If exception can be taken it was Callinan’s search for Twitter glitter with its refugee story; pity that no aboriginal Australians who have done so much for our indigenous game could make his team.

Sport and the arts don’t often meet and enjoy each other’s company but The Merger is great fun and even out of season it can only get the juices flowing for the winter competitions ahead and from memories of the past aroused. And, it provides great laughs.

Kryztoff Rating   4.5K

FRINGE THEATRE – Build a Rocket – HST – 4.5K

By Peter Maddern

Martha Lott chose this work for her Holden Street Theatre 2018 Edinburgh Fringe award and it has travelled well for this extended season at our Fringe.

Yasmin (Serena Manteghi) is a naïve, poorly motivated school girl from Scarborough when she falls for and soon gets pregnant by Daniel, a suave guy she met at the pub. Build A Rocket, brilliantly written by Christopher York, is a play about the life, struggles and decisions Yasmin must make to keep a roof over her head and be the mother she needs to be for son, Jack.

The play is performed around what may appear to be a school yard play apparatus (and brilliantly conceived as such by Helen Coyston) that forms the basis for everything, from maternity ward to coat rack, kitchen table to pub stool.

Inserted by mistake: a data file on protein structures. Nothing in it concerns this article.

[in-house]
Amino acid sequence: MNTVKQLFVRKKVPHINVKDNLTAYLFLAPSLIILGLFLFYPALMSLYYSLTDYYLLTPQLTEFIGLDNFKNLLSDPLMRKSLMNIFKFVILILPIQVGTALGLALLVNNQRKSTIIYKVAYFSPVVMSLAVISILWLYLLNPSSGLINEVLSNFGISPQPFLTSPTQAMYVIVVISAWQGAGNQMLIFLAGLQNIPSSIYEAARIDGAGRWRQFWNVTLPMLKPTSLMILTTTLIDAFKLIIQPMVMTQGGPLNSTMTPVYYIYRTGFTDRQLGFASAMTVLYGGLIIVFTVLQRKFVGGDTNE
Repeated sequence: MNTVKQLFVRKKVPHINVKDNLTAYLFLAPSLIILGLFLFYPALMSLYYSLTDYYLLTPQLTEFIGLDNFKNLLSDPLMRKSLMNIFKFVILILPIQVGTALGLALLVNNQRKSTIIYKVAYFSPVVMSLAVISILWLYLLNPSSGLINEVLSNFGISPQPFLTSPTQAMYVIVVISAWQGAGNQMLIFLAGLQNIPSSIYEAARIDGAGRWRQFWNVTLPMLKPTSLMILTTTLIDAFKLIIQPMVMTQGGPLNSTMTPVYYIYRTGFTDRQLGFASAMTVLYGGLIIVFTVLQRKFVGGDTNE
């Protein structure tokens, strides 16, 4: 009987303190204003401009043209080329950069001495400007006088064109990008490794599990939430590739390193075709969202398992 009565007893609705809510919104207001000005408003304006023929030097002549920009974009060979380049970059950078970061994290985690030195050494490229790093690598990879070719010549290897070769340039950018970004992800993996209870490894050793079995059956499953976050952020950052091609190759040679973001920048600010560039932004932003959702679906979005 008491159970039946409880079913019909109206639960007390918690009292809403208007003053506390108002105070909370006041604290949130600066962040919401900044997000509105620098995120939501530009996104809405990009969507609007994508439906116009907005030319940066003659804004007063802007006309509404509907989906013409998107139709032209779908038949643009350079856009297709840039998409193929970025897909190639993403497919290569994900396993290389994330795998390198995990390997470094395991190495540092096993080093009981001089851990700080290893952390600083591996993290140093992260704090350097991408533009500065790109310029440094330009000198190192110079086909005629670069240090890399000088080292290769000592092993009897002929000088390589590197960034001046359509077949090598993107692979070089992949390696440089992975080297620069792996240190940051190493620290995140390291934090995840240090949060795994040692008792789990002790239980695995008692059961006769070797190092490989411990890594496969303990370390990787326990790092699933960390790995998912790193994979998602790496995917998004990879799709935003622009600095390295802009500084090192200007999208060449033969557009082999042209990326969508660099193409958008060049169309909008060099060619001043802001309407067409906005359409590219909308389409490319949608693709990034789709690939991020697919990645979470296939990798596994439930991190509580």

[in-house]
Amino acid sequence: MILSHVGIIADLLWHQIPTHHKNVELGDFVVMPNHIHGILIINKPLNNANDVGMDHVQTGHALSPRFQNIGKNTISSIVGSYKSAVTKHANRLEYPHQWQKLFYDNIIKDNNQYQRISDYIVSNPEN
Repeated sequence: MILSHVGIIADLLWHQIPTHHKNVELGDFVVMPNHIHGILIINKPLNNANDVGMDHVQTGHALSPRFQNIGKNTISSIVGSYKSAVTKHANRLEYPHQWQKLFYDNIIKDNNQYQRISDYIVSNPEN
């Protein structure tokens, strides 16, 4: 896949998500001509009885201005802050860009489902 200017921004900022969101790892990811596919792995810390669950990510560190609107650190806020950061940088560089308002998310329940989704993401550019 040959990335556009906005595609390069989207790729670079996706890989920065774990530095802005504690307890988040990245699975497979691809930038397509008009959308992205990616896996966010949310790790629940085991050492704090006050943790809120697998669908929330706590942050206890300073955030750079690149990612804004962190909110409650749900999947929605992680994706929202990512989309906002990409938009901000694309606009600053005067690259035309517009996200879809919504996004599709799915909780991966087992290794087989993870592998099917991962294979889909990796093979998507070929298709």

Manteghi delivers what will surely be one of the best performances to be witnessed this Fringe; she is masterful as she dances round, over and under the set turning from cynic to sad, tired to triumphant in a flash. The energy sustained is formidable, the passion for her character unflinching. If there is one criticism it is that her accent – easily adapted to in Edinburgh – can be a struggle to native Australian ears especially as hers is such an amped up performance.

It seems the critics in Scotland didn’t fully rate this production for it lacked what they perceived to be the appropriate ending. Don’t be fooled by that mob; for me this is comfortably a 4.5 star show and members of the other gender may well have no problem elevating it to that final rung higher given Yasmin’s struggle will resonate yet more strongly with them. In any case, Manteghi’s performance is easily worth the price of admission.

Kryztoff Rating               4 .5K

FRINGE THEATRE – Games By Henry Naylor – HST – 4.5K

By Peter Maddern

Henry Naylor has made quite a name for himself as the playwright for a series of works that resonate with contemporary issues – his Arabian Nightmares series will be long remembered. His presence over recent years at the Adelaide Fringe has proven to be one of the annual highlights.